Judy Divine-Hunt doesn't have school-age children, but she has to plan her life around the Beaufort Elementary School bell.
Traffic backs up during drop-off and pick-up at the school, blocking her driveway for an hour each time and making life aggravating, she said.
"It's the worst traffic mess I've ever seen, and I've never seen it this bad until this year," she said. "... I can't even get out of my driveway. I don't even try to come home at pick-up time."
Hunt is one of several residents who brought their concerns to Tuesday's Beaufort City Council meeting after the city sent them letters asking their opinions on the possibility of on-street parking on Pilot Street, which borders the school on the west.
Never miss a local story.
The Beaufort County School District and the city have been discussing the city taking ownership of the road because the S.C. Department of Transportation will not allow parking, facilities director Robert Oetting said. The school needs additional parking to better accommodate staff and visitors, he said.
But neighbor Yancy O'Kelley said she's been patrolling the parking lots and counting empty spaces. Her last count found 17, which she said indicated the issue is traffic, not parking.
"The safety of the children and the parents, I really think that is more pressing right now," she said.
Oetting said during Tuesday's meeting that about 800 students exit the school in a 25-minute period in the afternoons. School enrollment grew by about 100 students this year and the school is at about 80 percent capacity.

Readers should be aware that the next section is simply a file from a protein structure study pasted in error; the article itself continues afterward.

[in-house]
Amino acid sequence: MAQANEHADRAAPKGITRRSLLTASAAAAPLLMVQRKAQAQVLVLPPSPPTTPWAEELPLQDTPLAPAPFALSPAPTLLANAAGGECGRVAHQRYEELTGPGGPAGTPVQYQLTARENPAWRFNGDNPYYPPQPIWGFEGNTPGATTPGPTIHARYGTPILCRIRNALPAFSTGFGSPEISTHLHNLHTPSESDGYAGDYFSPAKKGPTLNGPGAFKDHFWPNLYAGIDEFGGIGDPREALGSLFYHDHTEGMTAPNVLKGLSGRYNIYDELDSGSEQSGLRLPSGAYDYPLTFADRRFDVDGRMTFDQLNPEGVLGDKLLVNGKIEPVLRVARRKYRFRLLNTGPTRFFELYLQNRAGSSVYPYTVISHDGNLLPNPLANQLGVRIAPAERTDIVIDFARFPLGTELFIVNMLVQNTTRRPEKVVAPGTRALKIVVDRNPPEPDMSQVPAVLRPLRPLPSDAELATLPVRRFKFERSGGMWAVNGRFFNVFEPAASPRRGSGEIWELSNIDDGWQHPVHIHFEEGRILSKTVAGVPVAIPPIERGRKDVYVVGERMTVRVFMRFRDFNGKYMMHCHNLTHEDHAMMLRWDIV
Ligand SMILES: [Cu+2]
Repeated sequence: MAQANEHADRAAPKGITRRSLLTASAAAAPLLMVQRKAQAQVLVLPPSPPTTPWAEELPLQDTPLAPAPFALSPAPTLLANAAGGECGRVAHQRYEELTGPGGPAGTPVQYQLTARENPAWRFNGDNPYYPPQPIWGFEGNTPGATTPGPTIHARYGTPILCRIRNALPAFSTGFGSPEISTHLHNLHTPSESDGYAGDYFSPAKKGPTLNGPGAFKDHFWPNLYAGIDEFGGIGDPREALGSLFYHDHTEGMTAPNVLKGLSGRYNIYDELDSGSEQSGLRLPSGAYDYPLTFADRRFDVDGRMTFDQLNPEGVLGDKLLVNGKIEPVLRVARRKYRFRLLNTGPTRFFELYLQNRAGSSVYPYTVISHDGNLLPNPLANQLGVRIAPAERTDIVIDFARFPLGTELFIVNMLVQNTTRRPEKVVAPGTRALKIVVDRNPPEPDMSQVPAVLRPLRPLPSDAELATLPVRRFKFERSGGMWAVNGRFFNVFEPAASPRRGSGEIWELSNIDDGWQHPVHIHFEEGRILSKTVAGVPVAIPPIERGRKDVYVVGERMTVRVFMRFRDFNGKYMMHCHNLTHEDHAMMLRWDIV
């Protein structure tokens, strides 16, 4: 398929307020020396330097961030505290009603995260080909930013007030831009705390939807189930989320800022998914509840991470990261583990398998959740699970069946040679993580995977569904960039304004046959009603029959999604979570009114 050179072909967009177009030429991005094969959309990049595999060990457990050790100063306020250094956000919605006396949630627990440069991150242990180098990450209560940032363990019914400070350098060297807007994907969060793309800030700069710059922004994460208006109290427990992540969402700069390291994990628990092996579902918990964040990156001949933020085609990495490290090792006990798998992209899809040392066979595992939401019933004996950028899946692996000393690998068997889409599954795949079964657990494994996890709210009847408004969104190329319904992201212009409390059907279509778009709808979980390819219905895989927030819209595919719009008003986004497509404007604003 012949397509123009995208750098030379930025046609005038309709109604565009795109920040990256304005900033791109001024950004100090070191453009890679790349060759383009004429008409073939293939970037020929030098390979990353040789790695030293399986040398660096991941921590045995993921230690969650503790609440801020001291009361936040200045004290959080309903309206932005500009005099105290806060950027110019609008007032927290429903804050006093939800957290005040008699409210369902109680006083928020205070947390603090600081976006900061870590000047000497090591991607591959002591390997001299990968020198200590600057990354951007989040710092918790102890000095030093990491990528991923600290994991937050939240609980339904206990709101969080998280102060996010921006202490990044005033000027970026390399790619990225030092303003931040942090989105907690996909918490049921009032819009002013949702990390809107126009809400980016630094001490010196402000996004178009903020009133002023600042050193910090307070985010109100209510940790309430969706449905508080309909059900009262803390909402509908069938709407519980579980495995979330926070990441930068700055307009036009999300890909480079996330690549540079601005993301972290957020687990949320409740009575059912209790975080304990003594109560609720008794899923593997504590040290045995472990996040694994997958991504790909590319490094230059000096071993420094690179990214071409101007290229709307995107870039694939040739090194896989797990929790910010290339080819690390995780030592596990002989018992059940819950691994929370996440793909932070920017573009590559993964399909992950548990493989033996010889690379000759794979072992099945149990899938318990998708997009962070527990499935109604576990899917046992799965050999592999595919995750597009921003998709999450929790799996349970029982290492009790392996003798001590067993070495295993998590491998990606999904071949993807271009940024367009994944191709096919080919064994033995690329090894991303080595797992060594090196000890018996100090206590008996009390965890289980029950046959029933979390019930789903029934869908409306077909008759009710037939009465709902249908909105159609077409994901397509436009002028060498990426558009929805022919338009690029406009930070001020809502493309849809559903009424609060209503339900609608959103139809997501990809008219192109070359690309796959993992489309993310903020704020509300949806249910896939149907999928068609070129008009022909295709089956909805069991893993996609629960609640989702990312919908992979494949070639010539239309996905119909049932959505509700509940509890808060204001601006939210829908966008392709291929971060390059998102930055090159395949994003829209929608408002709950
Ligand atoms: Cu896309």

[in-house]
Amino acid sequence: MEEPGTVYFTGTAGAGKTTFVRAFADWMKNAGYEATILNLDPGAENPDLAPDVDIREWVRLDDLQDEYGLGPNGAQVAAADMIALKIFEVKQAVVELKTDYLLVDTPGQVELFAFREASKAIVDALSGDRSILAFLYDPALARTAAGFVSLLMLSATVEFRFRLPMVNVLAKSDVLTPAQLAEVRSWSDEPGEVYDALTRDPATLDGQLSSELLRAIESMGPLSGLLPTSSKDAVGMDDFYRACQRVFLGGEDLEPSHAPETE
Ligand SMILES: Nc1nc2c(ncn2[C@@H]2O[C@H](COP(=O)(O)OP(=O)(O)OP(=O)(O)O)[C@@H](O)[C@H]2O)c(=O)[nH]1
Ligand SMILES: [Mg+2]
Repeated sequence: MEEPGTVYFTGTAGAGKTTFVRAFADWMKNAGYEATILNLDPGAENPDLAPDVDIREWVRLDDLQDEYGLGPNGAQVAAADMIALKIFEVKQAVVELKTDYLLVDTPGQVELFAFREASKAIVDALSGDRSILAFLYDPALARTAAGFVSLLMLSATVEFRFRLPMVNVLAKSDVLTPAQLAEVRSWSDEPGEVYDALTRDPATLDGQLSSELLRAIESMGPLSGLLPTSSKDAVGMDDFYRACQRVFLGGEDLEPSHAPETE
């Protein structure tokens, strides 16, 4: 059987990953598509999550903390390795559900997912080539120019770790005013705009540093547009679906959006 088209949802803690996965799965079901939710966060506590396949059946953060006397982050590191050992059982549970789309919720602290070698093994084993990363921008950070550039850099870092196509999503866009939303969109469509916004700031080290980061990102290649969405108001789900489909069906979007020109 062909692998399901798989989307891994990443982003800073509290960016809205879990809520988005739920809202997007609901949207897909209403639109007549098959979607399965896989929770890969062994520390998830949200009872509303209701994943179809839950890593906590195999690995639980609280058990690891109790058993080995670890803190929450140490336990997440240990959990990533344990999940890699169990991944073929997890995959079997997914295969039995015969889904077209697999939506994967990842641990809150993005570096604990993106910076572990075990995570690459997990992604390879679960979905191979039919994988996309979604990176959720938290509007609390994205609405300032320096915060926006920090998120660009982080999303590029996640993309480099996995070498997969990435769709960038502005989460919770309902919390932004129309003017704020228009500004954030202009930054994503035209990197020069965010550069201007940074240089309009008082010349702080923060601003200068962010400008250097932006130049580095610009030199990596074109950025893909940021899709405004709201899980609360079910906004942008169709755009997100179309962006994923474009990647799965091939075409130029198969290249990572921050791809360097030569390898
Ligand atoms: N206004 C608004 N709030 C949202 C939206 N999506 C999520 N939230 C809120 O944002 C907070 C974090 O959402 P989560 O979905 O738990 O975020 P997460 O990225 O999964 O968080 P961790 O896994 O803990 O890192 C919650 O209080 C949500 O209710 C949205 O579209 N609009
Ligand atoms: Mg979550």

Hunt wants the school to be a better neighbor to residents. She thinks the district didn't plan well when it closed Mossy Oaks Elementary School last spring, and that the increased enrollment is a direct effect of that closure.
City police officer Sean Alford of the department's Neighborhood Enhancement Team said he spent four weeks monitoring traffic at the school. He said parents in a rush are not patient, and one almost hit a teacher. The traffic jam also forced an ambulance into incoming traffic because parents didn't leave enough room for it.
Fully opening Bladen Street, which is under construction and has been opened at intersections, could relieve some of the issues, Alford said.
Parent Daisy Hudson, of Hermitage Street, says she has taken to walking with her first-grade son because driving can mean an hour-long wait. She has had children at the school since 2005 and said she'd never seen traffic this bad.
Hudson is circulating a petition to put a crossing guard on North Street, across Ribaut Road, which she believes will encourage more people to walk. A crosswalk on King Street, across Pilot Street, could also help, she said.
"I saw several incidents where kids almost got hit because there is no crosswalk there," Hudson said.
Phyllis White, district chief of operations, said Tuesday was the first time the district had heard neighbors' complaints. Staff was already working to improve traffic flow, adding, for example, a "stacking lane" on Prince Street where parents can stop, pick up their children and leave. White said the lane would ease problems but that the district can only do so much because the state owns the roads surrounding the school.
A flier asking parents to follow pick-up and drop-off rules and drive safely has also been sent to parents, hand-delivered by the principal to waiting cars, referenced in voice messages to parents and posted on the school's website, district spokesman Jim Foster said.
Councilmen Mike Sutton and George O'Kelley Jr., who is Yancy O'Kelley's husband, said part of the problem is that Beaufort Elementary is a magnet school that draws students from beyond the neighborhood, who typically arrive by car.
"I want to be partner with the school board to make sure they get what they need to make sure the schools stay vibrant," Sutton said.